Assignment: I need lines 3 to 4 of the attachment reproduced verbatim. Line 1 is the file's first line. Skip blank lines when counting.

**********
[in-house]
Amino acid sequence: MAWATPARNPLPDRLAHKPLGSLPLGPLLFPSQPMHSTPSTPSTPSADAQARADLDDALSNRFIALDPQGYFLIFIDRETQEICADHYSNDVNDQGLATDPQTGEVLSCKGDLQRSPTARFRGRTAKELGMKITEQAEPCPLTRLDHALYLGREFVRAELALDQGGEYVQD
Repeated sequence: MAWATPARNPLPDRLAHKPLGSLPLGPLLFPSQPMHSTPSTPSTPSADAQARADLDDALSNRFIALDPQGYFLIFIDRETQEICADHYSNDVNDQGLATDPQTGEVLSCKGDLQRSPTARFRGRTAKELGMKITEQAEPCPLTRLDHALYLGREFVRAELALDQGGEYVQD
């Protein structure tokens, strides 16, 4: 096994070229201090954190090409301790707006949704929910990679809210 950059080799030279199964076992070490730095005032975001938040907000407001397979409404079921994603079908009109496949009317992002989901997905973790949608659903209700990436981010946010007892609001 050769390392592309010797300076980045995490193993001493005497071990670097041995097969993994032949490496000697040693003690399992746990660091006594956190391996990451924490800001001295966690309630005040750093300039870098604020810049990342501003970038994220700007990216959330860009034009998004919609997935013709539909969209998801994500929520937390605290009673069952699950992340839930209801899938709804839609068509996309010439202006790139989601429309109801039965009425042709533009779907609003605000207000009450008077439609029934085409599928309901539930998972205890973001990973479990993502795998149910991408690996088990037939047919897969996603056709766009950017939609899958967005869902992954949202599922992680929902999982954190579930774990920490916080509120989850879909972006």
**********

Repeated sequence: MAWATPARNPLPDRLAHKPLGSLPLGPLLFPSQPMHSTPSTPSTPSADAQARADLDDALSNRFIALDPQGYFLIFIDRETQEICADHYSNDVNDQGLATDPQTGEVLSCKGDLQRSPTARFRGRTAKELGMKITEQAEPCPLTRLDHALYLGREFVRAELALDQGGEYVQD
């Protein structure tokens, strides 16, 4: 096994070229201090954190090409301790707006949704929910990679809210 950059080799030279199964076992070490730095005032975001938040907000407001397979409404079921994603079908009109496949009317992002989901997905973790949608659903209700990436981010946010007892609001 050769390392592309010797300076980045995490193993001493005497071990670097041995097969993994032949490496000697040693003690399992746990660091006594956190391996990451924490800001001295966690309630005040750093300039870098604020810049990342501003970038994220700007990216959330860009034009998004919609997935013709539909969209998801994500929520937390605290009673069952699950992340839930209801899938709804839609068509996309010439202006790139989601429309109801039965009425042709533009779907609003605000207000009450008077439609029934085409599928309901539930998972205890973001990973479990993502795998149910991408690996088990037939047919897969996603056709766009950017939609899958967005869902992954949202599922992680929902999982954190579930774990920490916080509120989850879909972006």